Given the sensitivities and complexities around sexual harassment complaints, they can be difficult for employers to manage, whatever their size or level of resources. However, there are sensible steps that employers should take in advance to manage complaints and minimise potential liability. This section sets out some of those steps.
This section refers to principles of natural justice. Natural justice and procedural fairness are concepts of administrative law. Employers should observe these concepts in devising and implementing sexual harassment policies. Principles of natural justice and procedural fairness require an employee to be fully informed of a complaint made against them, and to be given an opportunity to respond to the complaint. What is fair and just may differ between different circumstances, but there are three basic requirements.
- An employee must be given notice of the complaint or allegations against them, and the process by which it is proposed the matter will be resolved.
- The employee must be given the opportunity to be heard and respond to the complaint or allegations.
- The decision-maker must act impartially, honestly and without bias.
External complaint procedures are further discussed at Appendix A.
Small businesses should refer to Chapter 6.
5.2.1 Informal complaint procedures
Informal procedures emphasise resolution rather than factual proof or substantiation of a complaint. Informal ways of dealing with sexual harassment can include the following actions.
- The individual who has been harassed wants to deal with the situation themselves but may seek advice on possible strategies from their supervisor or another officer such as the sexual harassment contact officer, EEO officer, industrial relations manager or human resource personnel.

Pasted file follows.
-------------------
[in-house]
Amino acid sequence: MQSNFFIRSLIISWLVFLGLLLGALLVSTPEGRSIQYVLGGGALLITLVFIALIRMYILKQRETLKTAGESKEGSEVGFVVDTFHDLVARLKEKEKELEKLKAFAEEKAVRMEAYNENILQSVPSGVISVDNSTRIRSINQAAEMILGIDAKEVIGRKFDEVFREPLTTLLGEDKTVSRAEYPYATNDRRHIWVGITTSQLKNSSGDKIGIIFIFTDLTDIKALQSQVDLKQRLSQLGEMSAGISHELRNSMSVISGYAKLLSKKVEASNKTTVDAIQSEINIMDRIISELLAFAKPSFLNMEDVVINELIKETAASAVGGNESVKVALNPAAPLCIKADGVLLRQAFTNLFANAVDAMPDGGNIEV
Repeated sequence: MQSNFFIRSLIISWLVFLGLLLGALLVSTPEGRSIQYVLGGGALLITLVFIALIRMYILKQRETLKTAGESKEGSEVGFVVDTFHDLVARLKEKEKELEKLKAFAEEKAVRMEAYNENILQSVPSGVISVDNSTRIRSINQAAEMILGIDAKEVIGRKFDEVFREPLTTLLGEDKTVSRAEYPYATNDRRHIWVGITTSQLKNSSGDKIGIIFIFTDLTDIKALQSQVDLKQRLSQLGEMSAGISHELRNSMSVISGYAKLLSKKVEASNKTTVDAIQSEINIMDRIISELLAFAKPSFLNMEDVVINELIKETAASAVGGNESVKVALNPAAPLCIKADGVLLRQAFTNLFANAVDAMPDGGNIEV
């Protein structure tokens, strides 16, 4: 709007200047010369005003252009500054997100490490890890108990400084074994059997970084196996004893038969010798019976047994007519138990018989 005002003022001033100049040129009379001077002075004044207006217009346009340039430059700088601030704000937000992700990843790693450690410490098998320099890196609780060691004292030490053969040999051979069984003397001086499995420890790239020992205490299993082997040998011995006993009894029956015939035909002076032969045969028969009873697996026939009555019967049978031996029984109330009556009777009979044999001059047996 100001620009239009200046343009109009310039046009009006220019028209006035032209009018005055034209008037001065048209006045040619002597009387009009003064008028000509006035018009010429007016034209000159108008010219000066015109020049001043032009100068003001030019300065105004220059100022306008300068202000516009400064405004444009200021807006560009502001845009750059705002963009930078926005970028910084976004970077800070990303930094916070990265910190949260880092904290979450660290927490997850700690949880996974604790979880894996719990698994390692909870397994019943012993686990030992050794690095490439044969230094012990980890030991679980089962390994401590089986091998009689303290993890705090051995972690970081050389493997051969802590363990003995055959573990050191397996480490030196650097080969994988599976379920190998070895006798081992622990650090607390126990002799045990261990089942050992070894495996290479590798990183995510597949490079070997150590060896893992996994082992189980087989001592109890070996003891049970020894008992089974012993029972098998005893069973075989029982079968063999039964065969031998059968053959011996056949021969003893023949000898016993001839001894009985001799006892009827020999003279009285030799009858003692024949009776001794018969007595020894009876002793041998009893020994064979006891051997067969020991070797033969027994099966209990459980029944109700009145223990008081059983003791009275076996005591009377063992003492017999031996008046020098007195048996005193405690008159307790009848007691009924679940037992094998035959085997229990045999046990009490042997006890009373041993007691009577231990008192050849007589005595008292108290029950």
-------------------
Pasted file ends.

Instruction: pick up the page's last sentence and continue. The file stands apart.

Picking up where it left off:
- The individual who has been harassed asks their supervisor to speak to the alleged harasser on their behalf. The supervisor privately conveys the individual's concerns and reiterates the organisation's sexual harassment policy to the alleged harasser without assessing the merits of the case.
- A complaint is made, the harasser admits the behaviour, investigation is not required and the complaint is resolved through conciliation or counselling of the harasser.
- A supervisor or manager observes unacceptable conduct occurring and takes independent action even though no complaint has been made.
Informal action is usually appropriate where:
- the allegations are of a less serious nature but the individual alleging the behaviour wants it to cease nonetheless; or
- the individual alleging the behaviour wishes to pursue an informal resolution; or
- the parties are likely to have ongoing contact with one another and the complainant wishes to pursue an informal resolution so that the working relationship can be sustained.
An employee should not be required to exhaust informal attempts at resolution before formal action commences. Employees have the right to formalise their complaint or approach an external agency, such as HREOC, at any stage.
5.2.2 Formal complaint procedures
Formal procedures focus on proving whether a complaint is substantiated. They usually involve:
- investigation of the allegations;
- application of the principles of natural justice;
- making a finding as to whether the harassment occurred;
- submitting a report with a recommended course of action to the appropriate decision-maker (senior management); and
- implementation of an appropriate outcome.
Formal procedures are usually appropriate where:
- informal attempts at resolution have failed;
- the complaint involves serious allegations of misconduct and informal resolution could compromise the rights of the parties;
- the complaint is against a more senior member of staff;
- the person alleging sexual harassment also alleges victimisation;
- the allegations are denied, the person who claims to have been harassed wishes to proceed and investigation is required to substantiate the complaint; or
- the person alleging sexual harassment wishes to make a formal complaint.
To ensure consistency and fairness, employers should document the steps involved in a formal complaint and clearly inform the parties about the processes involved in considering a complaint in advance. The usual sequence of events is that: